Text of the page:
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Is it Wrong to Ask for a Prenup (Prenuptial Agreement)?

My paralegal and other attorneys in my office insist on having candy at our front desk constantly.  “It’s for the clients,” they say.  “Everyone loves it,” is also my personal favorite. It is almost as if that candy bowl is a cruel way of torturing me every time I walk by.  However, despite my objection, there is currently a bowl of clearance Valentine’s Day candy at the front of our office. Yes, after all of the cards had been picked through and the flowers had been sent, the candy gets marked down substantially.

Another sign that cupid’s favorite day has passed is the overflowing amount of the diamond rings on everyone’s news feed.  Cliché? Perhaps.  But, the day of love seems to encourage significant others to take the plunge and ask that special someone to spend the rest of their lives with them.  Some anticipated it and expected it and have been perusing bridal magazines for months.  Others were in absolute shock and had no idea.  No matter whether your situation meets the former or the latter, the surprise is slowly starting to wear off and you are thinking about the realities of a wedding and, hopefully, past the big day, your marriage.

The wedding is the first to be planned.  After all, that’s the fun part.  However, the marriage itself is a little harder to predict.  Life tends to happen to even the happiest of couples.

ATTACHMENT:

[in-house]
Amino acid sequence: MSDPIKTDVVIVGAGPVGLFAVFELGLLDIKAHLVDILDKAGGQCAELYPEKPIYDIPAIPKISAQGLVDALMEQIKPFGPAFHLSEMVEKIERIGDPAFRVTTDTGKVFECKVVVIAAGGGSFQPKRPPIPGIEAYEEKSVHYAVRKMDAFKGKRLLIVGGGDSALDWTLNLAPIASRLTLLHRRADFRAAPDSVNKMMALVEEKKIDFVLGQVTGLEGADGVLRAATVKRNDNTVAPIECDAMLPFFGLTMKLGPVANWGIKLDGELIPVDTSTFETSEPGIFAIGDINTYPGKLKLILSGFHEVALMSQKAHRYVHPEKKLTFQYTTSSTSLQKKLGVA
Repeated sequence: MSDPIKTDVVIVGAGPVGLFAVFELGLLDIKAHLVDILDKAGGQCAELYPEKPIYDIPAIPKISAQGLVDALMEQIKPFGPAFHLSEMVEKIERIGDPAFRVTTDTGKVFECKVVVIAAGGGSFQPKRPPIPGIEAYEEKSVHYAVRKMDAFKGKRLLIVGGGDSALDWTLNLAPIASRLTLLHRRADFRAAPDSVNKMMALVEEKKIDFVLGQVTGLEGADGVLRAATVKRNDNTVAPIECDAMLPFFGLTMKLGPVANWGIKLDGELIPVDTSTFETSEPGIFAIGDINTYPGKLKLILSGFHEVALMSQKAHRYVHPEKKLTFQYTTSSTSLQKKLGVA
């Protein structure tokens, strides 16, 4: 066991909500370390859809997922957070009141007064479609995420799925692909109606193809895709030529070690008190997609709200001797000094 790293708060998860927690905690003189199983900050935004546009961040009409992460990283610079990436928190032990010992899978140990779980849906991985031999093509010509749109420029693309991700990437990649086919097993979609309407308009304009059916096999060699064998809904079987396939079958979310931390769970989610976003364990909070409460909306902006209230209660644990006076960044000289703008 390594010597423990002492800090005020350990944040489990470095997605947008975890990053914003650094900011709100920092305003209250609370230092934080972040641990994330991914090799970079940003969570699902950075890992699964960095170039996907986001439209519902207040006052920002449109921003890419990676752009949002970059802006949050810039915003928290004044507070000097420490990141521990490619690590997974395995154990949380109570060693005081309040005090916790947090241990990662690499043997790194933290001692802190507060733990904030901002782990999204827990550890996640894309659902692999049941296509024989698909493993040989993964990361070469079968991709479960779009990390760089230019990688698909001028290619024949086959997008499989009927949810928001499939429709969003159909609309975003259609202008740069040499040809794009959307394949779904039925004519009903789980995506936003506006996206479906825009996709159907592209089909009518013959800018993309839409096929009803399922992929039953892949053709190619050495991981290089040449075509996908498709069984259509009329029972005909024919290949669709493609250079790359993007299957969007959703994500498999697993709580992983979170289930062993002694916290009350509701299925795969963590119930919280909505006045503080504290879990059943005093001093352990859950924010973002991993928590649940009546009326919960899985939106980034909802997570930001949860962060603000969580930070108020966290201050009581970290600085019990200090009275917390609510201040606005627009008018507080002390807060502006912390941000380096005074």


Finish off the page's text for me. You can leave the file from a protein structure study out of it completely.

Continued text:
There are many things to consider including a possible Prenuptial Agreement (hereinafter referred to as “prenup.”  A little lawyer humor for you), Estate Planning for the happy couple and making sure that the beautiful diamond is insured.

What is a Prenuptial Agreement?

A prenup is a word that everyone tends to think is the atomic bomb dropped on an engagement.

I have personally heard all of the reasons not to have a prenup.

“I don’t have any assets.”

My answer is usually one of the following:  What if you acquire some?

What if you are the next best writer or inventor of a website or app that breaks the Internet?

What if you have to share all of those assets with someone who decides the marriage is not for them or that you have both changed and they no longer want to be married?

It is something to think about. 

And, if nothing else, it can be the ultimate love test.  “Hey Honey, will you please drop by my attorney’s office and pick up the prenup to review?”

As the St. Louis divorce lawyers at Haefner Law said, “If you can’t trust your spouse’s commitment to a relationship built on love, it is hard to see it lasting.”

Related: What is a Spousal or Prenuptial Agreement?

How prenups can save you during a divorce

While a prenup may not be for every couple, estate planning certainly is something everyone needs to think about.

Upon joining assets and joining your life with someone else, you want to make sure it is all protected and the one you love does not have to think about what you might have wanted should something happen.

No matter if it is a prenup or estate planning, the Charlotte, North Carolina divorce lawyers at Waple & Houk, PLLC will help guide you through the preparation and the difficult conversations and ensure you and your assets are protected.

Now, can we please make sure that your beautiful diamond is insured and go back to talking about the Valentine’s Day candy that is currently mocking me at the front of my office?